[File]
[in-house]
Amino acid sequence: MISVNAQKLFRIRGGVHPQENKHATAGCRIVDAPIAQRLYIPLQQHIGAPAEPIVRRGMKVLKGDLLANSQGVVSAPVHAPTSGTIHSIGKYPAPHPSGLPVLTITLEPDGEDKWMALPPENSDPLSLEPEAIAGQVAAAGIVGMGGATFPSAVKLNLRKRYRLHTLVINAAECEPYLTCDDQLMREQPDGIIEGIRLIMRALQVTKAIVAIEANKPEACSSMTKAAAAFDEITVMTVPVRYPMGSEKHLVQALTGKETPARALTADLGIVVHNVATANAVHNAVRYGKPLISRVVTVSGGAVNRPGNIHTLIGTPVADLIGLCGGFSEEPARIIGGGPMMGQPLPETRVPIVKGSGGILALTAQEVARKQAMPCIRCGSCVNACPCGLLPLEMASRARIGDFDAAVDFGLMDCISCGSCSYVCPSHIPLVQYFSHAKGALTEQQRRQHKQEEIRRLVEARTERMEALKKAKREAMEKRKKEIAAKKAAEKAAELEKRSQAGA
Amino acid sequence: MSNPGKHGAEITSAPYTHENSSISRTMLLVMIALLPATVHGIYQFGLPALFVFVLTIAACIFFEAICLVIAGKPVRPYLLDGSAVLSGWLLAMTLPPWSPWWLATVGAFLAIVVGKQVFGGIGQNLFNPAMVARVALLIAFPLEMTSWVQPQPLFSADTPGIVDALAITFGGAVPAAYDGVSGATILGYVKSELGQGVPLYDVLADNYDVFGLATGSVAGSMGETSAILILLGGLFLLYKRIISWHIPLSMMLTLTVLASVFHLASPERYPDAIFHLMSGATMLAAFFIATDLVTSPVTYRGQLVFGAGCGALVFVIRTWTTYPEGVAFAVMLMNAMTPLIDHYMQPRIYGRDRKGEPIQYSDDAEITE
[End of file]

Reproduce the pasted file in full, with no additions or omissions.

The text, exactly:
[in-house]
Amino acid sequence: MISVNAQKLFRIRGGVHPQENKHATAGCRIVDAPIAQRLYIPLQQHIGAPAEPIVRRGMKVLKGDLLANSQGVVSAPVHAPTSGTIHSIGKYPAPHPSGLPVLTITLEPDGEDKWMALPPENSDPLSLEPEAIAGQVAAAGIVGMGGATFPSAVKLNLRKRYRLHTLVINAAECEPYLTCDDQLMREQPDGIIEGIRLIMRALQVTKAIVAIEANKPEACSSMTKAAAAFDEITVMTVPVRYPMGSEKHLVQALTGKETPARALTADLGIVVHNVATANAVHNAVRYGKPLISRVVTVSGGAVNRPGNIHTLIGTPVADLIGLCGGFSEEPARIIGGGPMMGQPLPETRVPIVKGSGGILALTAQEVARKQAMPCIRCGSCVNACPCGLLPLEMASRARIGDFDAAVDFGLMDCISCGSCSYVCPSHIPLVQYFSHAKGALTEQQRRQHKQEEIRRLVEARTERMEALKKAKREAMEKRKKEIAAKKAAEKAAELEKRSQAGA
Amino acid sequence: MSNPGKHGAEITSAPYTHENSSISRTMLLVMIALLPATVHGIYQFGLPALFVFVLTIAACIFFEAICLVIAGKPVRPYLLDGSAVLSGWLLAMTLPPWSPWWLATVGAFLAIVVGKQVFGGIGQNLFNPAMVARVALLIAFPLEMTSWVQPQPLFSADTPGIVDALAITFGGAVPAAYDGVSGATILGYVKSELGQGVPLYDVLADNYDVFGLATGSVAGSMGETSAILILLGGLFLLYKRIISWHIPLSMMLTLTVLASVFHLASPERYPDAIFHLMSGATMLAAFFIATDLVTSPVTYRGQLVFGAGCGALVFVIRTWTTYPEGVAFAVMLMNAMTPLIDHYMQPRIYGRDRKGEPIQYSDDAEITE